In 1975-76, Ververgaert led the entire team in scoring with 71 points and his 37 goals were only one shy of the Canuck record of 38 goals at the time.

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3 minutes ago, Coconuts said:

Courtnall

 

Nominating Dave Babych

 

I'd also have Brashear ahead of Williams

 

Babych is already nominated and deservedly so.

 

As to Brashear vs. Williams, you have a right to your opinion, but Tiger was a huge part of the 1982 Cup run, as well as an All-Star for the Canucks.  He got ejected from the game with Roger Nielsen for standing beside him with a towel raised as well.

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2 minutes ago, Kevin Biestra said:

 

Babych is already nominated and deservedly so.

 

As to Brashear vs. Williams, you have a right to your opinion, but Tiger was a huge part of the 1982 Cup run, as well as an All-Star for the Canucks.  He got ejected from the game with Roger Nielsen for standing beside him with a towel raised as well.

Williams also had some offense to his game (even though it was largely just in one season in Vancouver). Brashear was all fists and not much else.

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Just now, -AJ- said:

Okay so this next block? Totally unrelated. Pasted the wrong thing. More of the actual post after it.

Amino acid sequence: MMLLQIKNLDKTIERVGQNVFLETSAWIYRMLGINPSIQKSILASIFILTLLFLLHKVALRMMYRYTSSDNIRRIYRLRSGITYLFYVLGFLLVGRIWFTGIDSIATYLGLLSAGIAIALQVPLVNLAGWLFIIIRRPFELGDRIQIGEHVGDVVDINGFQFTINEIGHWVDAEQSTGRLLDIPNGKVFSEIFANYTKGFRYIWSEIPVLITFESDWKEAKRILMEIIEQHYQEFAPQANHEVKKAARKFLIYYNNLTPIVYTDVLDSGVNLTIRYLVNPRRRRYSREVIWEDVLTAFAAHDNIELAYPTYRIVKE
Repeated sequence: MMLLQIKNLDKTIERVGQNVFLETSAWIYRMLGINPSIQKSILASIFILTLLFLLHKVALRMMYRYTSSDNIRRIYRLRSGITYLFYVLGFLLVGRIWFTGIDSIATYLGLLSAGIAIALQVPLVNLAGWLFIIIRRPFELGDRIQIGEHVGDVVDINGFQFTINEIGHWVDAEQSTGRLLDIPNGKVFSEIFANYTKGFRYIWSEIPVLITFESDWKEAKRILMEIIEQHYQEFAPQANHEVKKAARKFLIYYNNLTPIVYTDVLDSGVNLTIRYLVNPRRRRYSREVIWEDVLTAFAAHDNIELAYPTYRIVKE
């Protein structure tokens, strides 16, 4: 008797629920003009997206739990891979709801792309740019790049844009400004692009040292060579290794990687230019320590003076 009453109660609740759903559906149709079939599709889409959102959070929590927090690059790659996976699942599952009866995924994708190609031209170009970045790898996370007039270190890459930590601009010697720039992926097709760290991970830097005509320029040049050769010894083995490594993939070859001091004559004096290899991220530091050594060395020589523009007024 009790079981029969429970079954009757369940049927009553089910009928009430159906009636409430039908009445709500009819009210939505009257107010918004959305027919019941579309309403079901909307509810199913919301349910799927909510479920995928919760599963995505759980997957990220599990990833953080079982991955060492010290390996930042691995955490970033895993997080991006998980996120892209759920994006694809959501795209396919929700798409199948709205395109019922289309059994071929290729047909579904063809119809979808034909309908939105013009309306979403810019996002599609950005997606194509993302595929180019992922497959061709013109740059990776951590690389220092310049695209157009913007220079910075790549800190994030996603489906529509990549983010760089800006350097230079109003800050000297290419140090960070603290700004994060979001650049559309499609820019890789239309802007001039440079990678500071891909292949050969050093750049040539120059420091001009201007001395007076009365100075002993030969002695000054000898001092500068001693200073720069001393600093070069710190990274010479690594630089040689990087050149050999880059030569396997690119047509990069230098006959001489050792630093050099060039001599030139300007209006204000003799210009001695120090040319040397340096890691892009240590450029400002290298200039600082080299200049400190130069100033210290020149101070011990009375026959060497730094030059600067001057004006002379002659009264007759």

Williams also had some offense to his game (even though it was largely just in one season in Vancouver). Brashear was all fists and not much else.

 

Williams also had a 30 goal season for the Leafs, and as I've said once or twice elsewhere, he has more career goals than Henrik Sedin in 300-400 less games.

 

Ten seasons with 15+ goals.  241 goals in total.  I might suggest that "some offense" flirts with understating things.

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1 minute ago, Kevin Biestra said:

 

Williams also had a 30 goal season for the Leafs, and as I've said once or twice elsewhere, he has more career goals than Henrik Sedin in 300-400 less games.

 

Ten seasons with 15+ goals.  241 goals in total.  I might suggest that "some offense" flirts with understating things.

I think his 35-goal season skews some views of his offense. He was a fringe 20-goal scorer outside of that one year (in Vancouver), which in the 80s was more of a third liner. In my mind, he was better as a Maple Leaf and scored a bit more with them, as well as playing longer with the Leafs. He did have ten 15+ goal seasons, but only three of those were with the Canucks.

 

I also think it's very misleading to use Henrik's goal total as a measuring stick for a goal scorer when goal scoring wasn't even remotely his specialty. 

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1 minute ago, -AJ- said:

I think his 35-goal season skews some views of his offense. He was a fringe 20-goal scorer outside of that one year (in Vancouver), which in the 80s was more of a third liner. In my mind, he was better as a Maple Leaf and scored a bit more with them, as well as playing longer with the Leafs. He did have ten 15+ goal seasons, but only three of those were with the Canucks.